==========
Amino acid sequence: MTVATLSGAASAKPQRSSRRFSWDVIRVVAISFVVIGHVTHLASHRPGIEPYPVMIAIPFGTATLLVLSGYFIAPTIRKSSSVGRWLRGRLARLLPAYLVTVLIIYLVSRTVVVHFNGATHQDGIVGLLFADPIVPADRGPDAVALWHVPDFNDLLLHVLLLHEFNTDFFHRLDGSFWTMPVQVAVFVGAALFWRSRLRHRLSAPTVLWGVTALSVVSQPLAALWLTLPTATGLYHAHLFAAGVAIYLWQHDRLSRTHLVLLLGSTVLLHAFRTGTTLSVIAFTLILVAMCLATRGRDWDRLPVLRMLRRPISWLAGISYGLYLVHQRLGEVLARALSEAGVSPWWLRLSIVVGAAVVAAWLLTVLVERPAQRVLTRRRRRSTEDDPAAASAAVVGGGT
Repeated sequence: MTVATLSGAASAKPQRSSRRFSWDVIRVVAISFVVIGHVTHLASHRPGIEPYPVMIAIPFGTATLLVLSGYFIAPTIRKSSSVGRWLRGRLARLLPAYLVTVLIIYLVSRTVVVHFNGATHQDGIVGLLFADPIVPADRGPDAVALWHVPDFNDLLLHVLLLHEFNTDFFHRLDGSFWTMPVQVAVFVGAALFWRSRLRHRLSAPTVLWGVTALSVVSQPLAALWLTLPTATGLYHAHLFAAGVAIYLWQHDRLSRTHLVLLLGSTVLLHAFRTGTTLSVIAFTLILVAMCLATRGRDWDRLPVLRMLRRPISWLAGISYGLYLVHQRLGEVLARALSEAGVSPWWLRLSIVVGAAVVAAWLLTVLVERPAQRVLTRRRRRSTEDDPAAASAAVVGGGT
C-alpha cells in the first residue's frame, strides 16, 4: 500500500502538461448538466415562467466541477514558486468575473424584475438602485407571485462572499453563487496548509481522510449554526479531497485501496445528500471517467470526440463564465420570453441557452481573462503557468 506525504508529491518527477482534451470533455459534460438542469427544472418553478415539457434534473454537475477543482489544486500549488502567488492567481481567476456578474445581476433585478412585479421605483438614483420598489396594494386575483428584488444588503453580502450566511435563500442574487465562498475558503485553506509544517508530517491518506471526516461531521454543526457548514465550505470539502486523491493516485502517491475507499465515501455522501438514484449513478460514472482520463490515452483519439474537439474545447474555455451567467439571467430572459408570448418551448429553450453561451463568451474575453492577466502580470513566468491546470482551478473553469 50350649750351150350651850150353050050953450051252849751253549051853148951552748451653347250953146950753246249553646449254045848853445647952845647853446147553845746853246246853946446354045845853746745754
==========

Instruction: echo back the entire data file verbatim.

Amino acid sequence: MTVATLSGAASAKPQRSSRRFSWDVIRVVAISFVVIGHVTHLASHRPGIEPYPVMIAIPFGTATLLVLSGYFIAPTIRKSSSVGRWLRGRLARLLPAYLVTVLIIYLVSRTVVVHFNGATHQDGIVGLLFADPIVPADRGPDAVALWHVPDFNDLLLHVLLLHEFNTDFFHRLDGSFWTMPVQVAVFVGAALFWRSRLRHRLSAPTVLWGVTALSVVSQPLAALWLTLPTATGLYHAHLFAAGVAIYLWQHDRLSRTHLVLLLGSTVLLHAFRTGTTLSVIAFTLILVAMCLATRGRDWDRLPVLRMLRRPISWLAGISYGLYLVHQRLGEVLARALSEAGVSPWWLRLSIVVGAAVVAAWLLTVLVERPAQRVLTRRRRRSTEDDPAAASAAVVGGGT
Repeated sequence: MTVATLSGAASAKPQRSSRRFSWDVIRVVAISFVVIGHVTHLASHRPGIEPYPVMIAIPFGTATLLVLSGYFIAPTIRKSSSVGRWLRGRLARLLPAYLVTVLIIYLVSRTVVVHFNGATHQDGIVGLLFADPIVPADRGPDAVALWHVPDFNDLLLHVLLLHEFNTDFFHRLDGSFWTMPVQVAVFVGAALFWRSRLRHRLSAPTVLWGVTALSVVSQPLAALWLTLPTATGLYHAHLFAAGVAIYLWQHDRLSRTHLVLLLGSTVLLHAFRTGTTLSVIAFTLILVAMCLATRGRDWDRLPVLRMLRRPISWLAGISYGLYLVHQRLGEVLARALSEAGVSPWWLRLSIVVGAAVVAAWLLTVLVERPAQRVLTRRRRRSTEDDPAAASAAVVGGGT
C-alpha cells in the first residue's frame, strides 16, 4: 500500500502538461448538466415562467466541477514558486468575473424584475438602485407571485462572499453563487496548509481522510449554526479531497485501496445528500471517467470526440463564465420570453441557452481573462503557468 506525504508529491518527477482534451470533455459534460438542469427544472418553478415539457434534473454537475477543482489544486500549488502567488492567481481567476456578474445581476433585478412585479421605483438614483420598489396594494386575483428584488444588503453580502450566511435563500442574487465562498475558503485553506509544517508530517491518506471526516461531521454543526457548514465550505470539502486523491493516485502517491475507499465515501455522501438514484449513478460514472482520463490515452483519439474537439474545447474555455451567467439571467430572459408570448418551448429553450453561451463568451474575453492577466502580470513566468491546470482551478473553469 50350649750351150350651850150353050050953450051252849751253549051853148951552748451653347250953146950753246249553646449254045848853445647952845647853446147553845746853246246853946446354045845853746745754